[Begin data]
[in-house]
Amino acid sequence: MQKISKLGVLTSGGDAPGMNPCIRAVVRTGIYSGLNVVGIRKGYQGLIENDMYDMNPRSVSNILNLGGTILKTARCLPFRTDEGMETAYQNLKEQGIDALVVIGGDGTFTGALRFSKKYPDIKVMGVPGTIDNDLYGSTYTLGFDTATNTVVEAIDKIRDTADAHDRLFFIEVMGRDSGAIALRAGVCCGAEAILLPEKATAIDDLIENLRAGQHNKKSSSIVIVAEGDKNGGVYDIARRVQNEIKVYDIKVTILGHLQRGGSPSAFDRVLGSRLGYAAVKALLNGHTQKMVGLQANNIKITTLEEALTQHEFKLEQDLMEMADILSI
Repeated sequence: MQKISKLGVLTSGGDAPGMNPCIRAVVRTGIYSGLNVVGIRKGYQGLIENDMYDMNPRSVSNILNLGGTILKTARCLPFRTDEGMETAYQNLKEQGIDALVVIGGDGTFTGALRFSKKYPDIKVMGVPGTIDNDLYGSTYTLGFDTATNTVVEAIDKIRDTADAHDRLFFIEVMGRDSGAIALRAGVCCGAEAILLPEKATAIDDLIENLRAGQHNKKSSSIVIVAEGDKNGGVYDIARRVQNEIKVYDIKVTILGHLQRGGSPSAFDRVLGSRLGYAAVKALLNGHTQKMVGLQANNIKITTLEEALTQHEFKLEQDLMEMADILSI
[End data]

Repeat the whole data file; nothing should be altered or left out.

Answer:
[in-house]
Amino acid sequence: MQKISKLGVLTSGGDAPGMNPCIRAVVRTGIYSGLNVVGIRKGYQGLIENDMYDMNPRSVSNILNLGGTILKTARCLPFRTDEGMETAYQNLKEQGIDALVVIGGDGTFTGALRFSKKYPDIKVMGVPGTIDNDLYGSTYTLGFDTATNTVVEAIDKIRDTADAHDRLFFIEVMGRDSGAIALRAGVCCGAEAILLPEKATAIDDLIENLRAGQHNKKSSSIVIVAEGDKNGGVYDIARRVQNEIKVYDIKVTILGHLQRGGSPSAFDRVLGSRLGYAAVKALLNGHTQKMVGLQANNIKITTLEEALTQHEFKLEQDLMEMADILSI
Repeated sequence: MQKISKLGVLTSGGDAPGMNPCIRAVVRTGIYSGLNVVGIRKGYQGLIENDMYDMNPRSVSNILNLGGTILKTARCLPFRTDEGMETAYQNLKEQGIDALVVIGGDGTFTGALRFSKKYPDIKVMGVPGTIDNDLYGSTYTLGFDTATNTVVEAIDKIRDTADAHDRLFFIEVMGRDSGAIALRAGVCCGAEAILLPEKATAIDDLIENLRAGQHNKKSSSIVIVAEGDKNGGVYDIARRVQNEIKVYDIKVTILGHLQRGGSPSAFDRVLGSRLGYAAVKALLNGHTQKMVGLQANNIKITTLEEALTQHEFKLEQDLMEMADILSI